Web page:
KanJam (sometimes spelled kanjam or Kan-Jam) is a flying disc game, played with a flying disc and two cans into which players deflect the disc. The KanJam company is based in western New York.
KanJam was created in the 1980s by Charles Sciandra and Paul Swisher in Buffalo, New York, originally being called "Garbage Can Frisbee". "Garbage Can Frisbee" was created in the late 1970s by Rob Mogensen, Joe Raymond, John Kopacsz and Jim Heron, four friends from Tonawanda, NY. The game was started just by the four friends messing around, and throwing a disc into a garbage can. Sciandra and Swisher were introduced to "Garbage Can Frisbee" by a common friend to the game's originators. The originators were recognized by Sciandra and Swisher at several of the Kan Jam World Championship events. The game was mostly played locally in the Buffalo area until the mid 1990s, when Sciandra and Swisher established a company and adapted the original "Garbage Can Frisbee" to Kan Jam. The developers sought a patent for the concept but ran into problems distinguishing it from other pre-existing games—most notably the game of Tiddlywinks—although this obstacle was overcome through the introduction of the "instant win" feature. After several years of development, a patent was granted and KanJam went on sale in 2005.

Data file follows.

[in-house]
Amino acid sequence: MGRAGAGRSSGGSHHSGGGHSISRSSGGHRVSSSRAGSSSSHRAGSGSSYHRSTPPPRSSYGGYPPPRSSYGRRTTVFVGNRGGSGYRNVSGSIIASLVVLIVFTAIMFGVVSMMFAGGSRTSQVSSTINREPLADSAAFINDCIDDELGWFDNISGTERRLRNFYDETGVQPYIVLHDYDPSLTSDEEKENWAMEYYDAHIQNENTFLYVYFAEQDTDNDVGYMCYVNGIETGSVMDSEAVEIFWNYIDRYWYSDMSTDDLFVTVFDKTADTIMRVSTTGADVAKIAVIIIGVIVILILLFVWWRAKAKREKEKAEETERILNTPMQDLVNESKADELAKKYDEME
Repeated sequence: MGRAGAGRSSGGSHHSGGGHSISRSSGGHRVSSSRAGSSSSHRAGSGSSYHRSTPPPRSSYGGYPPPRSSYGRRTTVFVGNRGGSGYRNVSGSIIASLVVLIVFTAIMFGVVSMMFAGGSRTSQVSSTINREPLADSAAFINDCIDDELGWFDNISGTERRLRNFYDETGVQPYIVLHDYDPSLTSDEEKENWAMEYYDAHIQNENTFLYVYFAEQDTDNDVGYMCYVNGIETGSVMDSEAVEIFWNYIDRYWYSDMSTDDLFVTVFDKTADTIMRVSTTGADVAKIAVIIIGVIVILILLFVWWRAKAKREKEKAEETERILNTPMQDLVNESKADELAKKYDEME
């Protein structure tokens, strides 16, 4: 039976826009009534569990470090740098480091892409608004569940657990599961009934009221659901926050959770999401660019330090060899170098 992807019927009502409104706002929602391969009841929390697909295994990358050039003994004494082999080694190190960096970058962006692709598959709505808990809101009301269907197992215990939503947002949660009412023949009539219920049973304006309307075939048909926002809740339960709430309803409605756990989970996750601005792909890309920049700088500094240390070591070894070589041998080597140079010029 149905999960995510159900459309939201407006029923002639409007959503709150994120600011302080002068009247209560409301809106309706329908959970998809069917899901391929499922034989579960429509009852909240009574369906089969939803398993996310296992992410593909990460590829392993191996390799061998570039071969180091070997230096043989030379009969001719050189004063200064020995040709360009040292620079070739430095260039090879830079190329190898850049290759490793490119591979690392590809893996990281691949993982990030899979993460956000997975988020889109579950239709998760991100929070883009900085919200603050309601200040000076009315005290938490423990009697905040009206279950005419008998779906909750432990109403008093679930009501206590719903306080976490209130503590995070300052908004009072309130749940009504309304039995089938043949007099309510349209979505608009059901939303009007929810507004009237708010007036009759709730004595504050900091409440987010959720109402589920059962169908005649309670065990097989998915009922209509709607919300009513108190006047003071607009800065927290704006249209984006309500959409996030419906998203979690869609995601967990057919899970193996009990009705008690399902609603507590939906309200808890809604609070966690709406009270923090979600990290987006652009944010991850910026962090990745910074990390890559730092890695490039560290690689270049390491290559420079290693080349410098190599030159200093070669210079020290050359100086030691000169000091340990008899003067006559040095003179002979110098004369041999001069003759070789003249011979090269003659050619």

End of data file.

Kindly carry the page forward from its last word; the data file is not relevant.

Sales started after the developers were able to sell the game to schools in North Tonawanda, the district in which Swisher works as a science teacher, as part of their physical education program. In 2006, Swisher sold his share to Mitchel Rubin. Sciandra and Rubin reorganized the company and founded Kan Jam LLC, made the game more retail- and user-friendly, and began selling games from their basement. By 2007, approximately 14,000 units were sold. They moved their operation to a larger facility.
Kan Jam is now played in all 50 states, across Canada, the Caribbean, Australia, New Zealand, across Europe and many other countries around the world.